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A recent poll shows that families are heading into the school year worried about the impending impact of COVID-19 on students. ROBYN BECK/AFP via Getty Images
  • A new study found parents felt a mix of worries — some were more traditional back-to-school jitters, while others were far more anxiety-inducing, given the current COVID-19 climate.
  • At least 62 percent of parents polled said they would feel safer with higher school vaccination rates.
  • Classes are restarting for students across the nation as coronavirus delta variant cases are still surging.

With school just around the corner and coronavirus delta variant cases on the rise, families’ back-to-school jitters are looking slightly different this year.

After more than a year of pandemic disruptions, a poll published today shows that families are heading into the school year worried about the impending impact of COVID-19 on students.

The poll was conducted by the University of Michigan Health’s C.S. Mott Children’s Hospital. It’s an annual National Poll on Children’s Health. The results were based on responses from 1,669 parents with at least one child between the ages of 7 and 18.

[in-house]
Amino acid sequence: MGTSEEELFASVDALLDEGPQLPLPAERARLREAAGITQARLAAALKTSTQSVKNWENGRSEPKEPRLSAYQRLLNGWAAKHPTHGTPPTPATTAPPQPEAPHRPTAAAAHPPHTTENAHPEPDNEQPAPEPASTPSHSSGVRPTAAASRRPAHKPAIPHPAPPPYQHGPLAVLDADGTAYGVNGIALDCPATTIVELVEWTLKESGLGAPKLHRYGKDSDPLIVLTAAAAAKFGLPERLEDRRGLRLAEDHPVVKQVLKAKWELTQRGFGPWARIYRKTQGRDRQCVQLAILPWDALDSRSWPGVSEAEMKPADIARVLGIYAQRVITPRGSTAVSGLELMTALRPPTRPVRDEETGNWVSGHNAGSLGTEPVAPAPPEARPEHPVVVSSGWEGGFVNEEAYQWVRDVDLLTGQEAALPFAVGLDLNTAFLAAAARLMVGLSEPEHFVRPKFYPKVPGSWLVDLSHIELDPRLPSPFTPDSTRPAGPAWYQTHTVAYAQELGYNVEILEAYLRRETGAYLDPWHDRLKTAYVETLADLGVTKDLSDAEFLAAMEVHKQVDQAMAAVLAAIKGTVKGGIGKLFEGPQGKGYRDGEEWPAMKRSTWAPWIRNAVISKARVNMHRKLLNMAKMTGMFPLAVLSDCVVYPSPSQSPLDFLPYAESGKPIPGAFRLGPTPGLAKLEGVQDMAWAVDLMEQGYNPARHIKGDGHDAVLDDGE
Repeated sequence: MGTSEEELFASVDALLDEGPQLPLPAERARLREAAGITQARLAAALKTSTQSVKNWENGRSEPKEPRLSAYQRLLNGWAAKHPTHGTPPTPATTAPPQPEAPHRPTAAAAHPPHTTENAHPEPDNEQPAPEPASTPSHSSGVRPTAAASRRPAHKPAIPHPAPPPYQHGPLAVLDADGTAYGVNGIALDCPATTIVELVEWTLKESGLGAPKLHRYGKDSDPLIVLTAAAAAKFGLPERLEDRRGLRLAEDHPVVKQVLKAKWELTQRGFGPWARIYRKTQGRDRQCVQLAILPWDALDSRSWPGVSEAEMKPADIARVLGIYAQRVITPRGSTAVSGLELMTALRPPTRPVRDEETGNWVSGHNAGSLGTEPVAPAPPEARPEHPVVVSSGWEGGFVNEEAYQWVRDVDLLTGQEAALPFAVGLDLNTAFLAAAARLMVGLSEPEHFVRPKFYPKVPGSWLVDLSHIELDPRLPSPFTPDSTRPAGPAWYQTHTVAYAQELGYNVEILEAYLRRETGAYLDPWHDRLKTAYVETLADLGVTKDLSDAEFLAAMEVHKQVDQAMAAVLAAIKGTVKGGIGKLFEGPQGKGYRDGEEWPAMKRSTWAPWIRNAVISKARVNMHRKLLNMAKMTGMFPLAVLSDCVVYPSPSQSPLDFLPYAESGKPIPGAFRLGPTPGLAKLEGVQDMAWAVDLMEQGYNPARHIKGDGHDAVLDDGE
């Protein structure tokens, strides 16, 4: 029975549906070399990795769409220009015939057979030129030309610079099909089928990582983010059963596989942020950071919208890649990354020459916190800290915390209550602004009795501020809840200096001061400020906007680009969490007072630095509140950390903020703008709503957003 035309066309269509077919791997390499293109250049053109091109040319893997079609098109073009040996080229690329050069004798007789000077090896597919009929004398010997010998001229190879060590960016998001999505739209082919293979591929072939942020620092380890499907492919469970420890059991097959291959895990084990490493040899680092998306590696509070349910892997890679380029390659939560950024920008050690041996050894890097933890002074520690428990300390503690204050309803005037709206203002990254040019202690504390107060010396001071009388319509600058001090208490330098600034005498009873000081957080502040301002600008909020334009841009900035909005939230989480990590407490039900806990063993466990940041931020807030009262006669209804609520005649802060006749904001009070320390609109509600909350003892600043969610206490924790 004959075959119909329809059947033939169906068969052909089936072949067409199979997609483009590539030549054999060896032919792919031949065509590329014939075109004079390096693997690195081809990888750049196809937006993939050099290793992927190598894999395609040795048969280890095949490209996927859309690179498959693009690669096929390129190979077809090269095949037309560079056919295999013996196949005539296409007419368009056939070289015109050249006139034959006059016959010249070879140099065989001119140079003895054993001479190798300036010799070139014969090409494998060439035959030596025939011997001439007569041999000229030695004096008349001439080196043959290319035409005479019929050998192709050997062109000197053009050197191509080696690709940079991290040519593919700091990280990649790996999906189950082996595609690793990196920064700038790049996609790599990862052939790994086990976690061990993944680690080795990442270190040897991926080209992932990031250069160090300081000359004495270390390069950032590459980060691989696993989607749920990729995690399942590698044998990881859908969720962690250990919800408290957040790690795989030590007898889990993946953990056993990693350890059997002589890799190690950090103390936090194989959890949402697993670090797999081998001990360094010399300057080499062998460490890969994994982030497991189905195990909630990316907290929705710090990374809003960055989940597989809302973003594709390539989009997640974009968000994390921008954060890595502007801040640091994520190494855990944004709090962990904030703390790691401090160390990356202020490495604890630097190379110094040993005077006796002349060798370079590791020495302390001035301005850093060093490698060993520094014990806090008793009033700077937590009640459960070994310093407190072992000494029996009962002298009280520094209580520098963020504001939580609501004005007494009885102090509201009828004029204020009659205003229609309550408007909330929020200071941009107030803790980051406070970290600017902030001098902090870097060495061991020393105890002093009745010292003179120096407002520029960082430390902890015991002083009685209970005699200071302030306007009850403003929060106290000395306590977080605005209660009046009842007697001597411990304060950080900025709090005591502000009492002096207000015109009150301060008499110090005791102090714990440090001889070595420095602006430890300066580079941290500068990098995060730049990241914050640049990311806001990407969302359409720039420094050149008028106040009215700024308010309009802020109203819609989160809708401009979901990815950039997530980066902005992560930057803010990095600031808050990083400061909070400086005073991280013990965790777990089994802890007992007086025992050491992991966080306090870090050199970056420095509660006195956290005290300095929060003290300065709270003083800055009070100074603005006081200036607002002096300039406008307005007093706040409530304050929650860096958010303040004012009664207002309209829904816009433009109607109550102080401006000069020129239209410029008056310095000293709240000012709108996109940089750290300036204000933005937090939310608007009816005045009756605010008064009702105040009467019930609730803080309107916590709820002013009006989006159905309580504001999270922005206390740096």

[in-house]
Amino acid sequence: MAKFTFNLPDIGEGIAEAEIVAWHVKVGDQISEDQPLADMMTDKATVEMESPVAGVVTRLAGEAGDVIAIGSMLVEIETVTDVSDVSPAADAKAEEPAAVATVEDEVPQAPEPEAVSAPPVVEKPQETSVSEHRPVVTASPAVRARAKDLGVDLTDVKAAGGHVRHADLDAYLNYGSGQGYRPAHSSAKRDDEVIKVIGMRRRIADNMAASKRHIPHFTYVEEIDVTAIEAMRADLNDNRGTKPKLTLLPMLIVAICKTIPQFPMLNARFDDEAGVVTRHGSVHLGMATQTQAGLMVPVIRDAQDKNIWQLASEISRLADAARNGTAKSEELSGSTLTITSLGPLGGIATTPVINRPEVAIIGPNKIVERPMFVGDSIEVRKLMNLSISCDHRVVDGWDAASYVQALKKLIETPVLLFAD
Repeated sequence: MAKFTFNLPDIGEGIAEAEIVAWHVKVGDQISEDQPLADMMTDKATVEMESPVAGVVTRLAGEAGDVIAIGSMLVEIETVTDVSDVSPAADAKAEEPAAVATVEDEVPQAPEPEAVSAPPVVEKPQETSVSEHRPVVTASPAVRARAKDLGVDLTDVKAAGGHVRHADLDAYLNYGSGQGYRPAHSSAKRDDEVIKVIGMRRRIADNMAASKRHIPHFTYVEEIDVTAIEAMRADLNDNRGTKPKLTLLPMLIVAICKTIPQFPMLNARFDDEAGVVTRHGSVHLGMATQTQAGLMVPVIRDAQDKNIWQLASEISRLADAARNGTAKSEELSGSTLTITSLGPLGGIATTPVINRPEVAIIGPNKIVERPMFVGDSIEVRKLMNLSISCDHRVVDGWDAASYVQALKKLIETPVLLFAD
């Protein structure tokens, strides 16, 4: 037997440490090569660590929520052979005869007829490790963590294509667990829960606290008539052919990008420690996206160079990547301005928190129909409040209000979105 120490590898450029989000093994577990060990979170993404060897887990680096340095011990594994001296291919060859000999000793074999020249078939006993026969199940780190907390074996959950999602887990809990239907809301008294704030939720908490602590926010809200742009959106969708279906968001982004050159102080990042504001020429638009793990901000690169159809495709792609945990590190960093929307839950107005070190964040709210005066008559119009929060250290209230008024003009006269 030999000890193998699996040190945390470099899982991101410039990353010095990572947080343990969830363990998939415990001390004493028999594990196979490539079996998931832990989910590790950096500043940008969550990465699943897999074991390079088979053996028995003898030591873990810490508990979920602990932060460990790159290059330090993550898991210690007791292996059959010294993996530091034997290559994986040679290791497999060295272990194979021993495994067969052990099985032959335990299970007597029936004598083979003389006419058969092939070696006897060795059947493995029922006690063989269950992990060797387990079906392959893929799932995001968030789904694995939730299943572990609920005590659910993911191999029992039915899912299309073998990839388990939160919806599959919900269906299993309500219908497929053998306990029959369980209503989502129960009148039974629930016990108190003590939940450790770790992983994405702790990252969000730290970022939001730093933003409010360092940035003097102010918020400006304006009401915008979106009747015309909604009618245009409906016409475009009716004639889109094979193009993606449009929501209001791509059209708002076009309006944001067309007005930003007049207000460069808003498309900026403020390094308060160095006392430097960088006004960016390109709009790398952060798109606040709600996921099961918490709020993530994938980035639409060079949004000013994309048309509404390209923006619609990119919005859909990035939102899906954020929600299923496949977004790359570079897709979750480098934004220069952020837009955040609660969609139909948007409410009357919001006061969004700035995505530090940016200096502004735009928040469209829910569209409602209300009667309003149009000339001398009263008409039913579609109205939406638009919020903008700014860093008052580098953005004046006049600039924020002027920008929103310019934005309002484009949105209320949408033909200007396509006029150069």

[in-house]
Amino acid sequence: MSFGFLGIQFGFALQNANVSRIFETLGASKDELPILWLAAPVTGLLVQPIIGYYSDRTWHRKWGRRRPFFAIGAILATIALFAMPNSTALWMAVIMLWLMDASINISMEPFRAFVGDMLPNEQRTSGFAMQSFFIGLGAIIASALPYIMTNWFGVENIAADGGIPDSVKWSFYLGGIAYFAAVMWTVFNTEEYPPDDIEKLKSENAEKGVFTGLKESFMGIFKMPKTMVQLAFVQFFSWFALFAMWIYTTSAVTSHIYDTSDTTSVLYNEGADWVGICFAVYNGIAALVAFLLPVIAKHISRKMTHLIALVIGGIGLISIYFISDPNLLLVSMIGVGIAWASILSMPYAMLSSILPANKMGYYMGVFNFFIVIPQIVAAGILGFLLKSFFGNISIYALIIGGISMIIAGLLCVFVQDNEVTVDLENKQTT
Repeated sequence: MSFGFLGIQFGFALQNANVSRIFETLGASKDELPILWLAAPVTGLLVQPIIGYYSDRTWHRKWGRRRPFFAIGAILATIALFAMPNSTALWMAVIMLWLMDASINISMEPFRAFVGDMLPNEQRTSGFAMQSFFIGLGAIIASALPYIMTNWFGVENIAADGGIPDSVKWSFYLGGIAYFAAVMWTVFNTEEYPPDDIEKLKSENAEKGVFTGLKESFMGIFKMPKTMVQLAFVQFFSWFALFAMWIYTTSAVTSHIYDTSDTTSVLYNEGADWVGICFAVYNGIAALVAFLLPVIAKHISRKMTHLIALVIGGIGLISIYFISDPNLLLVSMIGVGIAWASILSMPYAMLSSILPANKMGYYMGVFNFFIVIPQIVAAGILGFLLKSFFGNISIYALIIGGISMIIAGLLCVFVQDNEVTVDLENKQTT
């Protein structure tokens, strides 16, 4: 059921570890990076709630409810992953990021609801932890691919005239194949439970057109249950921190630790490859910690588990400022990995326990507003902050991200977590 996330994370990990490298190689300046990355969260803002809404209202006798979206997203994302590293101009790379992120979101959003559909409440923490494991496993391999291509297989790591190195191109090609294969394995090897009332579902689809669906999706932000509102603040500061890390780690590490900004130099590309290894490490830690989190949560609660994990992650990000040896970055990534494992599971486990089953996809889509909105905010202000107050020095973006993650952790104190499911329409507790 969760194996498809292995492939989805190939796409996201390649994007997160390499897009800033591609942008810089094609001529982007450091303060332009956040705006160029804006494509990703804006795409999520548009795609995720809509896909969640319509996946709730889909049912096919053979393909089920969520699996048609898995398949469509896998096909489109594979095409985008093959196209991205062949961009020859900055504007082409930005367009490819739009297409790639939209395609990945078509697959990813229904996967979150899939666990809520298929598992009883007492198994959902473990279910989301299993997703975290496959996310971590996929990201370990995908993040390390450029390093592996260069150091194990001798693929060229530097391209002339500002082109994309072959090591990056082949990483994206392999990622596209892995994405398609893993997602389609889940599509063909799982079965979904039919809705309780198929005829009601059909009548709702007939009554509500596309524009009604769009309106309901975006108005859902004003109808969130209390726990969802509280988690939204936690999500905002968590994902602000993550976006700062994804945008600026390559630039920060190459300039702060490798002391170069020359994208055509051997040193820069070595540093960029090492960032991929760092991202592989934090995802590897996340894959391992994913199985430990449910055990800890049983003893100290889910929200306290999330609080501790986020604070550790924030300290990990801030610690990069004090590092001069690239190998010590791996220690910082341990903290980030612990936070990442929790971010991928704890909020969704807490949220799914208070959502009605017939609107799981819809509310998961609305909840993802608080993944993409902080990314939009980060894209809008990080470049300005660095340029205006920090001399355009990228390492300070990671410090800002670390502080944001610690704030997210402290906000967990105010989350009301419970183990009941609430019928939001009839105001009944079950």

What the study found was a mix of worries — some were more traditional back-to-school jitters, while others were far more anxiety-inducing, given the current COVID-19 climate.

“The Mott Poll on children’s health is a recurring one. It’s a different report each month. As we were thinking about different topics to explore, we noticed that in the last month or two, families were turning the corner to think about what the coming school year would be like,” said Sarah Clark, MPH, and the co-director for the Mott Poll.

“We talked about how people’s experiences, both kids and parents, from the last school year might influence the way they were thinking about this upcoming school year,” she said.

According to the poll, more than half of the parents rated the 2020-2021 academic school year as worse than the previous year: 25 percent on academic performance, 36 percent on connections with teachers, 40 percent for the impact on relationships with other students, and 32 percent for general attitude.

However, there was a small portion — about one-third — of parents who actually reported that last school year was better for their child.

“Some kids are able to do virtual learning more independently,” said Clark. “In some cases, kids didn’t miss much school at all and some were able to maintain relationships, which says something about good teachers.”

However, a quarter of parents reported that their children are concerned about having to do virtual school again, which is becoming more and more of a possibility as the delta variant has already caused some schools to roll back to virtual.

Children under 12 are still not eligible for the vaccine, and now nearly all the serious COVID-19 cases in the United States are among people who are unvaccinated.

“Going into this upcoming school year, there are a lot of kids that are looking forward to it, but they have some pretty important worries that reflect their experiences from last year,” said Clark.

The major concern is the return to virtual learning, according to the poll results.

Parents and kids thought there might be a return to normalcy, but it is looking more and more like that idea is slipping away.